Diabetes Home > Precautions and Warnings With NPH Insulin

It is important to talk to your healthcare provider about the precautions and warnings with NPH insulin, even though the drug is available without a prescription. If you have kidney or liver problems, it may affect your insulin dosage. You should not use NPH insulin if you do not have diabetes or do not have your healthcare provider's approval to take the medication.

NPH Insulin: What Should I Tell My Healthcare Provider?

Talk with your healthcare provider prior to taking NPH insulin (Humulin® N, Novolin® N) if you have:
  • Liver disease, such as cirrhosis, liver failure, or hepatitis
  • Kidney disease, such as kidney failure (renal failure)
  • Any allergies, including allergies to foods, dyes, or preservatives.
Also, let your healthcare provider know if you are:
  • Breastfeeding
  • Pregnant or thinking of becoming pregnant.
Make sure to tell your healthcare provider about any medications you are taking, including prescription and non-prescription medicines, vitamins, and herbal supplements.

Specific NPH Insulin Warnings and Precautions

Warnings and precautions to be aware of prior to taking NPH insulin include the following:
  • Even though NPH insulin is available without a prescription, it should be used only with your healthcare provider's approval and supervision. Using this medication inappropriately can be lethal.
  • Low blood sugar (hypoglycemia) is the most common (and usually most serious) side effect of insulin medications, including NPH insulin. Make sure you and those around you know how to identify the warning signs for low blood sugar and how to respond. You must test your blood sugar levels regularly while taking NPH insulin or any other insulin. Low blood sugar levels can be a life-threatening problem.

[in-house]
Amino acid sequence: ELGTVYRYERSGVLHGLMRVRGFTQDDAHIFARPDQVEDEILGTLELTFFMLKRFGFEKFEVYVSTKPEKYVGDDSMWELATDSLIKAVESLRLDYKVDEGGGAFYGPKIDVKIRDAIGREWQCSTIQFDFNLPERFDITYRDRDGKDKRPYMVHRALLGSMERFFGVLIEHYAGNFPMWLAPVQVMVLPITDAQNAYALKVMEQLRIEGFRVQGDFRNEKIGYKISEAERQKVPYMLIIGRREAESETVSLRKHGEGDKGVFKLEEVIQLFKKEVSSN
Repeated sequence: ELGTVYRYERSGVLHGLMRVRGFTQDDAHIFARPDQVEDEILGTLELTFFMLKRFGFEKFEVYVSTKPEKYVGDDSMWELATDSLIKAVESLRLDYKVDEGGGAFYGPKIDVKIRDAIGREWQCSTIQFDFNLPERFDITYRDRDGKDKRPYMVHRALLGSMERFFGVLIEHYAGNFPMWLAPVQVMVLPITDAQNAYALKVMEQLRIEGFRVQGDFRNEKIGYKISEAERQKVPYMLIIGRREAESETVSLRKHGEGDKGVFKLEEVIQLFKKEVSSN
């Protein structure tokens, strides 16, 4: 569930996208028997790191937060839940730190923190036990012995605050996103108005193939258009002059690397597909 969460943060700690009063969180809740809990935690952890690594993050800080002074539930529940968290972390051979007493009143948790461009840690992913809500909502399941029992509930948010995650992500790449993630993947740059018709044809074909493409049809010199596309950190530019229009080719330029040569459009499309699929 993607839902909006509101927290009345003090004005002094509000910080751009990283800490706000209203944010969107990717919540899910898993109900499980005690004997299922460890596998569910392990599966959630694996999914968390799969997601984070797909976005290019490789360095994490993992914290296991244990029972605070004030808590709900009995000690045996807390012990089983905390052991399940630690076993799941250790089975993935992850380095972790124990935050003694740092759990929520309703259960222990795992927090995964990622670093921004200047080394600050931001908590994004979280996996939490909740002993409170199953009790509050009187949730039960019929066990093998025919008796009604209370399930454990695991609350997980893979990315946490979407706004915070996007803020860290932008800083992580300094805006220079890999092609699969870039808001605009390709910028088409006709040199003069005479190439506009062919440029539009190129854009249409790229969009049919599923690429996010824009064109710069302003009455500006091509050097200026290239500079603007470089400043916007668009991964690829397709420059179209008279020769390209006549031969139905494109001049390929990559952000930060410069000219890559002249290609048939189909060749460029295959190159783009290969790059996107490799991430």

• Illness and changes in diet, exercise, or other medications, and overall health can affect how much NPH insulin you need. Make sure your healthcare provider explains how and when you should make any NPH insulin dosage adjustments.
  • Liver and kidney problems may affect your NPH insulin dosage. Also, changes in diet or exercise, illness, or stress may affect your blood sugar levels in such a way that your dosage needs to be adjusted.
  • This diabetes medication can potentially interact with several other medications (see Drug Interactions With NPH Insulin).
  • Make sure your healthcare provider shows you exactly how to inject NPH insulin, how to store the drug, and how to dispose of your used needles.
  • NPH insulin is considered a pregnancy Category B medication. This means it is most likely safe for use during pregnancy, although the full risks are not known (see Novolin N and Pregnancy or Humulin N and Pregnancy).
  • It is not known if NPH insulin passes through breast milk. Therefore, if you are breastfeeding or plan to start, discuss this with your healthcare provider prior to taking the drug (see Novolin N and Breastfeeding or Humulin N and Breastfeeding).
Written by/reviewed by:
Last reviewed by: Kristi Monson, PharmD;
Last updated/reviewed:
List of references (click here):
Other Articles in This eMedTV Presentation




Related Channels

eMedTV Links
Copyright © 2006-2019 Clinaero, Inc.

eMedTV serves only as an informational resource. This site does not dispense medical advice or advice of any kind. Site users seeking medical advice about their specific situation should consult with their own physician. Click Terms of Use for more information.

This site complies with the HONcode standard for trustworthy health information:
verify here.